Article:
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Crisis Management in Tourism

Crisis Management in Tourism – When Tragedy Strikes

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The tourism industry has experienced exponential increase in global travel in recent decades, but with this comes new challenges. Organisations conducting travel, such as travel companies, schools or universities, are facing growing pressures to efficiently manage natural disasters or man-made catastrophes around the globe.

Last year was no exception, with several events creating enormous challenges in crisis management for the industry, their staff, the local population and the travelling public.

Human intervention caused traveller chaos in many popular destinations including:

  • Civil unrest in Paris
  • Protest activity in Hong Kong
  • The Christchurch mosque shootings
  • Easter Sunday bombings in Sri Lanka
  • London Bridge stabbing attack

Meanwhile mother nature didn’t make it any easier:

  • The ongoing eruptions of Mt Agung on Bali and Mt Sinabung on Sumatra
  • The Mt White eruption in New Zealand
  • One of the deadliest climbing seasons on Mt Everest
  • The typhoon in Japan that cancelled Rugby World Cup matches
  • Hurricane Barry on the Gulf Coast of USA
  • Hurricane Dorian in The Bahamas

And of course, domestically Australia faced the worst bushfire season on record.

These events in popular destinations are a sobering reminder of how a happy holiday, or group tour, can quickly and unexpectedly turn into a tragic nightmare.

Hope for the best, plan for the worst

With every incident that occurs, the question is raised as to how this will impact the travel industry.

“Such events can turn people away from a particular area. They also place greater crisis response expectations on travel companies, tour operators, or even school and university groups,” says Briony Morgan, Senior Manager of RiskLogic’s Resilience Services. “It’s imperative that organisations are properly prepared for a worst-case scenario.”

As well as completing a risk assessment, companies need to invest time, money and resources into developing a comprehensive crisis management plan. At a minimum, the plan should include:

  • Assessment and decision-making tools
  • Communications plan including stakeholder map, key messages for various scenarios, roles and responsibilities, agreed approval processes and checklists to ensure all channels and tactics are considered.
  • Resources available
  • Escalation and notification processes.

“A crisis management plan that sits on a shelf gathering dust is next to useless,” says Jessica Petersen – Manager, Resilience Services at RiskLogic. “The crisis management plan has to be practical. Staff must be trained and rehearsed using scenario exercises so that everyone in the organisation is confident and capable of executing the plan if an incident strikes. A generic plan won’t suit every organisation as it needs to be tailored. It must clearly define duty of care as well as identify responsibilities from on-the-ground tour leaders right through to the strategic and executive teams making decisions on behalf of the organisation.”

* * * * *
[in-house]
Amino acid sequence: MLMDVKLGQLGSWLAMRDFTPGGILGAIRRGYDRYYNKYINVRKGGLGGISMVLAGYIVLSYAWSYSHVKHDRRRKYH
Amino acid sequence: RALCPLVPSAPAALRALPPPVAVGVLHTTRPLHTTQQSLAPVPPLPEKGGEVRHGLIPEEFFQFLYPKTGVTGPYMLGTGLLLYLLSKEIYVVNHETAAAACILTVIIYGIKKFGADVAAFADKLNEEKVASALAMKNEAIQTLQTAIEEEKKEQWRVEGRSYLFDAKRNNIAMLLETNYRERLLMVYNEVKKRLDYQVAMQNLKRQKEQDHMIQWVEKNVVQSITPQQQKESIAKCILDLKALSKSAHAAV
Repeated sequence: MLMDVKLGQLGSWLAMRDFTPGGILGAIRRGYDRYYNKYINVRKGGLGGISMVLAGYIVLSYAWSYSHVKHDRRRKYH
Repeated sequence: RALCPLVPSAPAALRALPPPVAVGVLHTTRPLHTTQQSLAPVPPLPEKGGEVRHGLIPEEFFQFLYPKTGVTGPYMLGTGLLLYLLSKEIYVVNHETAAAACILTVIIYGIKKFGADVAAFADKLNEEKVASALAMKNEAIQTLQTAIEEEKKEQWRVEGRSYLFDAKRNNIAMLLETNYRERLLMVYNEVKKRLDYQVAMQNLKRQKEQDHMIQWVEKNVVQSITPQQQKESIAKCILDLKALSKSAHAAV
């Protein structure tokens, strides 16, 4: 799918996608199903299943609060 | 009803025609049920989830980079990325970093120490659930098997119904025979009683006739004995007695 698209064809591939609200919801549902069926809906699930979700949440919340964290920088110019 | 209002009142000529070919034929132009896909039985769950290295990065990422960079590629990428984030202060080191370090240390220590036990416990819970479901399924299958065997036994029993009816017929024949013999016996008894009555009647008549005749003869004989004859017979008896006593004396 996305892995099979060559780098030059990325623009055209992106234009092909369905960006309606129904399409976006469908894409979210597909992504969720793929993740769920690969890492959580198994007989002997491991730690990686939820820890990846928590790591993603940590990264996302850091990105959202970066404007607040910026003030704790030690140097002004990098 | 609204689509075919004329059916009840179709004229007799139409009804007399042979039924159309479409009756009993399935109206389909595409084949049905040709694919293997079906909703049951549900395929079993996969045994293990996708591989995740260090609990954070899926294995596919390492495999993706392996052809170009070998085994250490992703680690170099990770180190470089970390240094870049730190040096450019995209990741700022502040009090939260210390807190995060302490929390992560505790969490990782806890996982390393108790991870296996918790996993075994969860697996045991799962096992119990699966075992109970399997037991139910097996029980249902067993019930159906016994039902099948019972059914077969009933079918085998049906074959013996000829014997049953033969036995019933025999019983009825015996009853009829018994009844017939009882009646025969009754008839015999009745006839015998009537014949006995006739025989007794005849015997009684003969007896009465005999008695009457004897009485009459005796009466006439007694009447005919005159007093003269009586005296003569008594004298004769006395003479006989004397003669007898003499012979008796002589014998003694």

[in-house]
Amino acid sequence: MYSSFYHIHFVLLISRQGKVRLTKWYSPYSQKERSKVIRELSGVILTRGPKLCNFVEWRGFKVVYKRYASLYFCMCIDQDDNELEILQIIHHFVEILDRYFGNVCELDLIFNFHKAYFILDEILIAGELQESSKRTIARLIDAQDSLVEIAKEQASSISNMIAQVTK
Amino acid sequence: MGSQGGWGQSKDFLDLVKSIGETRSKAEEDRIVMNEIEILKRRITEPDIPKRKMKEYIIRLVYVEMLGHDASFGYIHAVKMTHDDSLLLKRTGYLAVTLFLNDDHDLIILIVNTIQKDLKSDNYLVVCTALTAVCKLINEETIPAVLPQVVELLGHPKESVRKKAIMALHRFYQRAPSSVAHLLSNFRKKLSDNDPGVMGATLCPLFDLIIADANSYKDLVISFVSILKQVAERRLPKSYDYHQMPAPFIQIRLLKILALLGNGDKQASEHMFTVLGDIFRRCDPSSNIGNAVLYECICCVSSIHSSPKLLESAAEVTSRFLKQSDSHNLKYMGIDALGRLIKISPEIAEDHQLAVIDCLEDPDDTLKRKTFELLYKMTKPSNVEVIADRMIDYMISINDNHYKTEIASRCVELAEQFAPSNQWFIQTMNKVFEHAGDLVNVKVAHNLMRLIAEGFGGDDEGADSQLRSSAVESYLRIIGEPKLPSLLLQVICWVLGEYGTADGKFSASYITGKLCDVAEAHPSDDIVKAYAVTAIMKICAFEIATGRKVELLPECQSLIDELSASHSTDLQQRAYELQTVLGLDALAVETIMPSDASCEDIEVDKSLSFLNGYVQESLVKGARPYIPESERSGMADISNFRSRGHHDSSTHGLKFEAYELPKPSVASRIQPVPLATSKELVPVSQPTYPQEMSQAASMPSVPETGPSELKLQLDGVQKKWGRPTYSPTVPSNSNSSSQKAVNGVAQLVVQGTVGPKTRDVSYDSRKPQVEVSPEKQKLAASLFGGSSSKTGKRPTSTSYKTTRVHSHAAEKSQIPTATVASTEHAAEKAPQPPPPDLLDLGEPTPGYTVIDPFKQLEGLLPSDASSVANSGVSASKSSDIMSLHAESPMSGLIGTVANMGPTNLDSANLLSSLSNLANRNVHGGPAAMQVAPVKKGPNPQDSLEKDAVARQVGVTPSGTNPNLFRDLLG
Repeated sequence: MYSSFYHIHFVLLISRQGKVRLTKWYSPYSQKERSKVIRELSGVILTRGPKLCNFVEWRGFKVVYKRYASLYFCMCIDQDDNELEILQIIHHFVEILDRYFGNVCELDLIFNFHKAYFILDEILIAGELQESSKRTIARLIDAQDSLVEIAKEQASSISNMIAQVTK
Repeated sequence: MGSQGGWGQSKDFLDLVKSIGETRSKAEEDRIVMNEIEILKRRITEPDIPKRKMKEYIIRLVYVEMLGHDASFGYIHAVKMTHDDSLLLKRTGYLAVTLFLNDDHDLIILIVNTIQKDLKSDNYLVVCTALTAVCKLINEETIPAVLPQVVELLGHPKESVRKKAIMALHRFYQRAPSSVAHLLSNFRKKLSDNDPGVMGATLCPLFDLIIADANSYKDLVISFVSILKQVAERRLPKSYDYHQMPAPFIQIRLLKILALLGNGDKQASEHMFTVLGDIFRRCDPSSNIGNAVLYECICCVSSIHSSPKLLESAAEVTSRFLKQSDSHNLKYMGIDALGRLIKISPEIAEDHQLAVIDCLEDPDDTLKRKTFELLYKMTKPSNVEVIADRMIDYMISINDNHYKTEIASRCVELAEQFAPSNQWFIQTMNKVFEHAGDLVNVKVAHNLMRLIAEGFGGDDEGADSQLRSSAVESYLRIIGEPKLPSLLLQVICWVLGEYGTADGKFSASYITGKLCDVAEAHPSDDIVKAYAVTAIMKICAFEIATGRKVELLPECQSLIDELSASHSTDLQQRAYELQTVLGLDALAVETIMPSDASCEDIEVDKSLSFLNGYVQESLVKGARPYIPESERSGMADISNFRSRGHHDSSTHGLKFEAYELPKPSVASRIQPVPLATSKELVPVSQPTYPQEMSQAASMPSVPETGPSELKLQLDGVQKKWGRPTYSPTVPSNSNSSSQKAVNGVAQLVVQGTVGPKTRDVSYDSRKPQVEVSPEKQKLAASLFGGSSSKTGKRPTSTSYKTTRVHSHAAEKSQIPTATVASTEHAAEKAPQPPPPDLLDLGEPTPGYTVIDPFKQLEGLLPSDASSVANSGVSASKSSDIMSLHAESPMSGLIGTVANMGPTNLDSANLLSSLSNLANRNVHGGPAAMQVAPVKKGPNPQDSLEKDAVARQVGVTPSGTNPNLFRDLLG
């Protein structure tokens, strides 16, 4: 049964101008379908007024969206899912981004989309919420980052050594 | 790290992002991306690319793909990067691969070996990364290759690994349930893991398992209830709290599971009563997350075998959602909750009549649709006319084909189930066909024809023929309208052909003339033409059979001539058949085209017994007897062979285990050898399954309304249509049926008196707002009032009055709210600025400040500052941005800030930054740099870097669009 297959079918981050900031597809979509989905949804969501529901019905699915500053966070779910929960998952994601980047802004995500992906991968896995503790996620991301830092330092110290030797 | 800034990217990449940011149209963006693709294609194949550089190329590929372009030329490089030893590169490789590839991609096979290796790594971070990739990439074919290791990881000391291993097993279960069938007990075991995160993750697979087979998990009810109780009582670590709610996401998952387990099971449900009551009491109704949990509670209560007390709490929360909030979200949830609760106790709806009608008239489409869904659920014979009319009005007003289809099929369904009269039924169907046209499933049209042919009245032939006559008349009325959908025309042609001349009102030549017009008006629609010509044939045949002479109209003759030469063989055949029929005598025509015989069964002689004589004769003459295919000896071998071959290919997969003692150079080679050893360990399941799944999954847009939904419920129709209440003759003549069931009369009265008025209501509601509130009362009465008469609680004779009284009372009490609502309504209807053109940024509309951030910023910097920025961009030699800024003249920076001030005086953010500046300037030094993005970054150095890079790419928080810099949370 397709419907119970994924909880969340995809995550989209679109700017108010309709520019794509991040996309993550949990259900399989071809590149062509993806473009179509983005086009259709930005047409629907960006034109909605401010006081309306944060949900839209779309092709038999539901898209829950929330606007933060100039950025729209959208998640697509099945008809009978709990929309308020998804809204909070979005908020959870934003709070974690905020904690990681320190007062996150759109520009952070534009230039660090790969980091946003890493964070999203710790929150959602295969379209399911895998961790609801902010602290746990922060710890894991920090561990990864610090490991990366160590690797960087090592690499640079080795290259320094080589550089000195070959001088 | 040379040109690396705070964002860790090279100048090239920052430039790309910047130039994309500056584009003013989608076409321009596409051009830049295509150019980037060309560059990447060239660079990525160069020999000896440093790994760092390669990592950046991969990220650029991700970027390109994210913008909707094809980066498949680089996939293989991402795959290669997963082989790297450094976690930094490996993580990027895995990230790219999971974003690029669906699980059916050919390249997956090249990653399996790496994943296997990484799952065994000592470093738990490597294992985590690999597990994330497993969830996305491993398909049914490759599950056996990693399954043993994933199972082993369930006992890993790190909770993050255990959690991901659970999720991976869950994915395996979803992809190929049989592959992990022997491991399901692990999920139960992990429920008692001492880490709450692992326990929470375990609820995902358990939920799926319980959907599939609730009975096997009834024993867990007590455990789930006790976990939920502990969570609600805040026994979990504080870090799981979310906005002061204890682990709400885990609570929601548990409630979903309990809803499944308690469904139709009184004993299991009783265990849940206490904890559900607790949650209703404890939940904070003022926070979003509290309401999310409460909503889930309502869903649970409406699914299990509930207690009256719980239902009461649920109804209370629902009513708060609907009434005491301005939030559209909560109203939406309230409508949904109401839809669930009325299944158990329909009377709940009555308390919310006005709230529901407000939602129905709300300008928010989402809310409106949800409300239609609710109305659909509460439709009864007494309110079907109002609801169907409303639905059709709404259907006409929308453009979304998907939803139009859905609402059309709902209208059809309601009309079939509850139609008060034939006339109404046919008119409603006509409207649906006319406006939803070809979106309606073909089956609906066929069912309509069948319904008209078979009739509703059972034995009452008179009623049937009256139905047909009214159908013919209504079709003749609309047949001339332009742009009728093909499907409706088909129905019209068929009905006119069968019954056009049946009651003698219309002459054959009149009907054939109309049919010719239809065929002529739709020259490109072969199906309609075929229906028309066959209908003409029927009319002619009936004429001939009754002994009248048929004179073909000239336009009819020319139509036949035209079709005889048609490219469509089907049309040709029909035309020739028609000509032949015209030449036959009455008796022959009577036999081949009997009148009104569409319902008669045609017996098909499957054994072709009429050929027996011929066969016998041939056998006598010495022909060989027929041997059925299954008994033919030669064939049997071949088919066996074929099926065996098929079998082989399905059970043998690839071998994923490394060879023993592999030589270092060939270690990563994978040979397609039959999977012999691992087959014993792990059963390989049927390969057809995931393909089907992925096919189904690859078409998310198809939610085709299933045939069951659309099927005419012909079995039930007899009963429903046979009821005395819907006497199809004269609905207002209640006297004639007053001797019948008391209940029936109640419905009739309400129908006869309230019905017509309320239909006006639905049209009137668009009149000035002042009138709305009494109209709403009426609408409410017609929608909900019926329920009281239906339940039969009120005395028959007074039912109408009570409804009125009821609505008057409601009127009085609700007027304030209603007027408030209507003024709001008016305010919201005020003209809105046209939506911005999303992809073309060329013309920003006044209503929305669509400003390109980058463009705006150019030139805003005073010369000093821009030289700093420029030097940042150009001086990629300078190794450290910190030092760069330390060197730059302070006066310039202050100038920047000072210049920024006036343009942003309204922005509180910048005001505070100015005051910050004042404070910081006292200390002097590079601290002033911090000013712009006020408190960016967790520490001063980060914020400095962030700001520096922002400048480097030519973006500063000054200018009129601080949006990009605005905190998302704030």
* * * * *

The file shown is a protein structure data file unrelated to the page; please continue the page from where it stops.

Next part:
Communication is a critical component

Not receiving accurate and timely information in a crisis creates anxiety and frustration for those involved in the disaster and their loved ones who are desperate for news.

Although social media has the potential to spread news quickly, there can be limitations around accuracy, including the potential for uncorrected misinformation to morph into myths that are believed to be fact.

Emergency services and government authorities such as Australia’s Department of Foreign Affairs and Trade (DFAT) may also have limitations as to what information they can or can’t confirm in a crisis, particularly if the next of kin have not yet been informed.

“In the absence of information, people always assume the worst,” confirms Briony Morgan . “A slow or poor communications response has the potential to exacerbate the negative impact to stakeholders. Media and armchair experts can start criticising the company for mismanaging the situation, adding fuel to the fire.”

“Tour and travel companies need a comprehensive Crisis Communications Plan to ensure they can reach all their stakeholders quickly and accurately.”

A ‘hub and spoke’ model of communication is very effective in a crisis, where you place all your public information in the hub. Your website is often the best hub, but Twitter can also be used as your ‘single source of truth’ to communicate a rapidly changing issue. You then use your spokes, which are all your available communication channels (owned, earned and paid), to deliver your message to the wide circle of stakeholders around you.

Global travel will continue to rise

People have been roaming the planet for centuries whether on pilgrimages, to experience different cultures or see new sights. Despite the increasing risks from a number of natural and man-made events, many people will continue to seek adventure and new experiences. To help protect people when disaster does strike, travel companies must be prepared with a robust crisis management plan, the latest tools and a well-rehearsed team that can effectively manage any critical incident.

The Resilience Digest